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RepresentationSession 05 OverviewTab atab btab ctab dtab eReference
Part A

Observing Student Representation
  Introduction | Estimating Blocks | Problem Reflection #1 | Counting Blocks | Problem Reflection #2 | Classroom Practice | Observe a Classroom | Reflection Questions | Your Journal

 
 

Now that the students have made estimates, they need to count the number of cubes in their containers, and they need to show the process they're using to count the cubes. They have previously been working on grouping items by tens, and the teacher is interested to see if they use any grouping strategies.


The group we visited in Problem 1 is counting the blocks and putting them in piles of 10. They have represented their thinking in the following way:


Student Block Piles

Teacher: How many cubes were in your container?
Vanessa: Eighty-one.


Teacher: Explain to me how this shows 81.
Richard: We have eight groups with 10 blocks, so that's 80. There was one extra block, so that means we have 81 all together.


Teacher: That is a good way to show 81 with the blocks. How could you show your work on paper?


The group members go back to work to show their thinking using paper and pencil. They come up with another way to represent their thinking:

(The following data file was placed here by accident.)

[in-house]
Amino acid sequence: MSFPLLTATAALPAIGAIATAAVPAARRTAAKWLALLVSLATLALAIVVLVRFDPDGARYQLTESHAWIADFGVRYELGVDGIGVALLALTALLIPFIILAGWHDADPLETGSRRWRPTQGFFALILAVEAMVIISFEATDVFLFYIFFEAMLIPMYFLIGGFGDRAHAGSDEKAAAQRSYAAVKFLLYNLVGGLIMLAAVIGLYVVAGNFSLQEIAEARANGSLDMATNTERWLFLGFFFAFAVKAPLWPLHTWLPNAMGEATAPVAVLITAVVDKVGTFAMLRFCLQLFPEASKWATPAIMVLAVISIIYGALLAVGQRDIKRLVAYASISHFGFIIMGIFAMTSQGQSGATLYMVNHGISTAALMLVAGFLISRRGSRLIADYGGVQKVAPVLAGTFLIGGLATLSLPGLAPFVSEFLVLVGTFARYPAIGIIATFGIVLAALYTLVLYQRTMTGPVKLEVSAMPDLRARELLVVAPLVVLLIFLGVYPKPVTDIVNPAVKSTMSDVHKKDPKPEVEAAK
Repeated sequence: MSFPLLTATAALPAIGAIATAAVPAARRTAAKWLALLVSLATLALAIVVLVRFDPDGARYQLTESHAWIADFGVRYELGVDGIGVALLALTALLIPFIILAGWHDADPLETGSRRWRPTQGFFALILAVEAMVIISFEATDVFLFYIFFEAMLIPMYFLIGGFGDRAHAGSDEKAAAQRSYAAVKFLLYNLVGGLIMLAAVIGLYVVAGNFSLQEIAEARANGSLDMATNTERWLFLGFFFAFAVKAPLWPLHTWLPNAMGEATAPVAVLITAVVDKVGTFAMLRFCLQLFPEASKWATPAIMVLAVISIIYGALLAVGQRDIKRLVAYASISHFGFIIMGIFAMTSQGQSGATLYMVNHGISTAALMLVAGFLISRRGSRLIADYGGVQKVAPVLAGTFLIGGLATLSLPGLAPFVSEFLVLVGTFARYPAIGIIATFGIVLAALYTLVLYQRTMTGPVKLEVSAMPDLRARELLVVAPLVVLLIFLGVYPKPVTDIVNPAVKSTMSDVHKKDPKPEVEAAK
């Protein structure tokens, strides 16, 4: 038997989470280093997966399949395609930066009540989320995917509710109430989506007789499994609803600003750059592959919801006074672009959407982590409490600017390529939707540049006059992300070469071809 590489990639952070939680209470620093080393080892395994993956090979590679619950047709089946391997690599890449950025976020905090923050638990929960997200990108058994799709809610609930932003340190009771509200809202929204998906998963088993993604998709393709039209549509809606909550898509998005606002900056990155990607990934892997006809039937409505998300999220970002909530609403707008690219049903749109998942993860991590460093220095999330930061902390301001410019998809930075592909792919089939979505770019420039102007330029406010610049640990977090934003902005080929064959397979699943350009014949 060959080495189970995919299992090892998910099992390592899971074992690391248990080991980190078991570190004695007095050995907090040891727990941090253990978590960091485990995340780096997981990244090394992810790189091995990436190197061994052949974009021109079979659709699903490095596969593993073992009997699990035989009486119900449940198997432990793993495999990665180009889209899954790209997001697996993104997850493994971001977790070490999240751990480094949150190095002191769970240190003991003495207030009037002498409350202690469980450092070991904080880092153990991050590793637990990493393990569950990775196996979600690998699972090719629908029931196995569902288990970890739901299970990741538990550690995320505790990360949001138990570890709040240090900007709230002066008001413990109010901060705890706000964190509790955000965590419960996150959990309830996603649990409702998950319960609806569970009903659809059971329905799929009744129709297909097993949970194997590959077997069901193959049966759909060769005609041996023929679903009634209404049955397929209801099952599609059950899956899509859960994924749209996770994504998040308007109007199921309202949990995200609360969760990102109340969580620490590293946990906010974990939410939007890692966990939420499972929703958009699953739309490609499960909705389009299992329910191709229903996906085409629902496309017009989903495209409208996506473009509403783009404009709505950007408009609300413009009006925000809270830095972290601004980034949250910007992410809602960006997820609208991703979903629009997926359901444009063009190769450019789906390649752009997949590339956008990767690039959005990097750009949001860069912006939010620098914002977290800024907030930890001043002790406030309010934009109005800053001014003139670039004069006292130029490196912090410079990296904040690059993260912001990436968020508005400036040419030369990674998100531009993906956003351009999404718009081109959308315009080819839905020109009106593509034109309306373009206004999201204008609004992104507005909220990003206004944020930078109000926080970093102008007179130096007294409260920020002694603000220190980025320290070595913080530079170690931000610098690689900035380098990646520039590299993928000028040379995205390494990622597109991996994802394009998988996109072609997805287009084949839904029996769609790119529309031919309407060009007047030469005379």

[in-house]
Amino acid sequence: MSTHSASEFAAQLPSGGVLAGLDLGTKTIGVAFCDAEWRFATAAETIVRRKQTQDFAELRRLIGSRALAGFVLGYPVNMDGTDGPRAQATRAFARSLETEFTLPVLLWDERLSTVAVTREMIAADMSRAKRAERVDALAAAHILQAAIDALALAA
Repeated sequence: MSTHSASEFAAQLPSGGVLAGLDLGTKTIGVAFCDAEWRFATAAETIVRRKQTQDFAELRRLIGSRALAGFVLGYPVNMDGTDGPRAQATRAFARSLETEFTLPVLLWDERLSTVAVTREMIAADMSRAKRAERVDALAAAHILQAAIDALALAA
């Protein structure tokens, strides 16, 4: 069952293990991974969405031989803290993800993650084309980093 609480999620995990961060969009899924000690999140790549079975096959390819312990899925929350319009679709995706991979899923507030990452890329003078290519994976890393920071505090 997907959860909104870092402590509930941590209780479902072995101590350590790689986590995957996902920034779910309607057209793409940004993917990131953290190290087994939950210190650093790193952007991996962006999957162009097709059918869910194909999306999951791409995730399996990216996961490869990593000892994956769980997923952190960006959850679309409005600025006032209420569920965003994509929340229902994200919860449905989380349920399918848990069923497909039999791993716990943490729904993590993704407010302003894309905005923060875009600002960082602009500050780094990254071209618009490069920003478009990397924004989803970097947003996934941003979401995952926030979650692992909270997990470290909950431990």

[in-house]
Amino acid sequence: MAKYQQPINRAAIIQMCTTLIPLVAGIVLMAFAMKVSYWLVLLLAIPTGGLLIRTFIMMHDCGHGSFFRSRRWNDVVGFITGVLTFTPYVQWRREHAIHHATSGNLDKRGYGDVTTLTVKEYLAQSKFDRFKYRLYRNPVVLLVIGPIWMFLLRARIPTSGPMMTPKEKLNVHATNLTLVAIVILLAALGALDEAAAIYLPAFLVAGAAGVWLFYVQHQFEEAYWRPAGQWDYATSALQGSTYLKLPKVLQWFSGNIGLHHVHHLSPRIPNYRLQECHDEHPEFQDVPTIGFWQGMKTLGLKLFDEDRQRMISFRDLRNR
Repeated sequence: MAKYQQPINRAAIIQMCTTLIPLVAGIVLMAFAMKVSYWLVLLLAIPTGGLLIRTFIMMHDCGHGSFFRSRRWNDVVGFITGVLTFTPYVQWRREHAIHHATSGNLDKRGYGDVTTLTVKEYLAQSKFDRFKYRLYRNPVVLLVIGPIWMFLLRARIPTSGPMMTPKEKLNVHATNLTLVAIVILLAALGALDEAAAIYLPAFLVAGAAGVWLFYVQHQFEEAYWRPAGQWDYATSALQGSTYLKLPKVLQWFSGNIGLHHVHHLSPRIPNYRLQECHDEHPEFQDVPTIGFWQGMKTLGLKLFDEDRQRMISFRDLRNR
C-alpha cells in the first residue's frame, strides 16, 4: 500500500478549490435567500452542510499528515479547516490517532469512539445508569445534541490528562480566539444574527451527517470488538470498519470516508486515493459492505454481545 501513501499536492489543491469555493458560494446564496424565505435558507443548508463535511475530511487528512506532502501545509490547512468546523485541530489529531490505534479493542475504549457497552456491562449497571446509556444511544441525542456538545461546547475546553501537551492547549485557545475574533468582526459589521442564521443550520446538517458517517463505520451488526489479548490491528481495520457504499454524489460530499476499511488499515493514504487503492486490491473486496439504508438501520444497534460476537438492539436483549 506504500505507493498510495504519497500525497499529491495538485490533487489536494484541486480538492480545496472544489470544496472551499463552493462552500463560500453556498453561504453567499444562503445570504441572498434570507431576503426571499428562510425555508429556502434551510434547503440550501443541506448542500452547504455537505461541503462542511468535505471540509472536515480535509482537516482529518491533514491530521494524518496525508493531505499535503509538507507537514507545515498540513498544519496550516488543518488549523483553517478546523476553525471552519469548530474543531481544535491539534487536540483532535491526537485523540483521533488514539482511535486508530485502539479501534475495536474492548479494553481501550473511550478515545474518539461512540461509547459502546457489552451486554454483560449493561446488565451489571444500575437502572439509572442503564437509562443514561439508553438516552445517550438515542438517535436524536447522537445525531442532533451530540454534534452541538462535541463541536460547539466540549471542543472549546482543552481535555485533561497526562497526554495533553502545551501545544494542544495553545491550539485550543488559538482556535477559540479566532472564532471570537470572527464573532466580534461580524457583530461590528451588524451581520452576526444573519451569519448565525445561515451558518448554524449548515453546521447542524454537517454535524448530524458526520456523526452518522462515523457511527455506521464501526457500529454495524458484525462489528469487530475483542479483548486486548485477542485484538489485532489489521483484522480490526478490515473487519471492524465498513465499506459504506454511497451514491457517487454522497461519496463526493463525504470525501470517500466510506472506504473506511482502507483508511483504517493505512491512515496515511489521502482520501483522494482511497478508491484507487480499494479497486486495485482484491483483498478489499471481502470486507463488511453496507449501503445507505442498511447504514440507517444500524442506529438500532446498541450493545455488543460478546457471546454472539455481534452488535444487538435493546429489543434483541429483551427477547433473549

Student Tallies A


Teacher: What do you have here?
Jose: Well, we used tallies -- we made a 5 and a 5 for each pile of 10 blocks. We kept doing that until we had tallies for all of the blocks.


Teacher: Show me how you would count them.
Group: (counting by fives, pointing to each group as they count) Five, 10, 15, 20, 25, 30, 35, 40, 45, 50, 55, 60, 65, 70, 75, 80. . .
Vanessa: No wait -- that should only be 71.


Teacher: Why do you think that?
Vanessa: Because the last one is all by itself, so that's only 1.


Teacher: (pointing to the groups of 10 blocks) How many blocks did you say you had here?
Jose: Eighty-one.


Teacher: But you said there are 71 tallies. Which is correct?
Jose: We better count them both.


After counting, the students realize that they did not record one set of blocks, and they add 10 more tallies to their record sheet:


Student Tallies B


Here is how another group of students recorded their thinking (they began drawing individual blocks in the first circle but then erased them):


Student Set A


Teacher: Can you explain what you have here?
Marsha: We have eight sets and one left over.


Teacher: What does each set mean?
Jim: Each one is 10 blocks.


Teacher: (pointing to the first set) What is this?
Anthony: We started to draw the cubes, but it was too much work.


Teacher: That is a lot of work -- but how can you show me that each circle has 10 if you don't want to draw all of those cubes?
Marsha: We could use tallies or something easier to draw.


Teacher: How else can you show how many are in the circle?
Cathy: We can just put a 10 in each one.


Teacher: (pointing to the extra square) Okay -- now, what is this?
Cathy: That's the extra block. We could just mark that with a 1.


Teacher: Sounds like a good plan. Call me back when you finish.


The students set to work. Their completed representation looks like this:


Student Set B

Next  Reflect on the Counting Blocks problem

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